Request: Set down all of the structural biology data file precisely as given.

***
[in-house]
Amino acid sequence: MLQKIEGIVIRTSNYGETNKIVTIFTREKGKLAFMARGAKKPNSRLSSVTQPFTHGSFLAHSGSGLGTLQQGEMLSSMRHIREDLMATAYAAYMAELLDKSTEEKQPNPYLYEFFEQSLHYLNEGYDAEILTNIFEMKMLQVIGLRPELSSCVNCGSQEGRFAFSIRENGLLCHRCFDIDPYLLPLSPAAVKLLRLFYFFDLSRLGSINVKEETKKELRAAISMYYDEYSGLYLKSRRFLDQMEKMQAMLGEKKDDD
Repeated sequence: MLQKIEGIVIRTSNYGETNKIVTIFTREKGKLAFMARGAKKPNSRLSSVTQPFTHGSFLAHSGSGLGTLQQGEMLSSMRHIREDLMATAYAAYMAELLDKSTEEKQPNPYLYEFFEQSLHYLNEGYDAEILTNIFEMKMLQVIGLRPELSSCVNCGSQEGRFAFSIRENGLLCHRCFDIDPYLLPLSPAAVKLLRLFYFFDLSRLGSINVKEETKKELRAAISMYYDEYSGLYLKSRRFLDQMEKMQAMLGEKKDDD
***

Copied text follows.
[in-house]
Amino acid sequence: MLQKIEGIVIRTSNYGETNKIVTIFTREKGKLAFMARGAKKPNSRLSSVTQPFTHGSFLAHSGSGLGTLQQGEMLSSMRHIREDLMATAYAAYMAELLDKSTEEKQPNPYLYEFFEQSLHYLNEGYDAEILTNIFEMKMLQVIGLRPELSSCVNCGSQEGRFAFSIRENGLLCHRCFDIDPYLLPLSPAAVKLLRLFYFFDLSRLGSINVKEETKKELRAAISMYYDEYSGLYLKSRRFLDQMEKMQAMLGEKKDDD
Repeated sequence: MLQKIEGIVIRTSNYGETNKIVTIFTREKGKLAFMARGAKKPNSRLSSVTQPFTHGSFLAHSGSGLGTLQQGEMLSSMRHIREDLMATAYAAYMAELLDKSTEEKQPNPYLYEFFEQSLHYLNEGYDAEILTNIFEMKMLQVIGLRPELSSCVNCGSQEGRFAFSIRENGLLCHRCFDIDPYLLPLSPAAVKLLRLFYFFDLSRLGSINVKEETKKELRAAISMYYDEYSGLYLKSRRFLDQMEKMQAMLGEKKDDD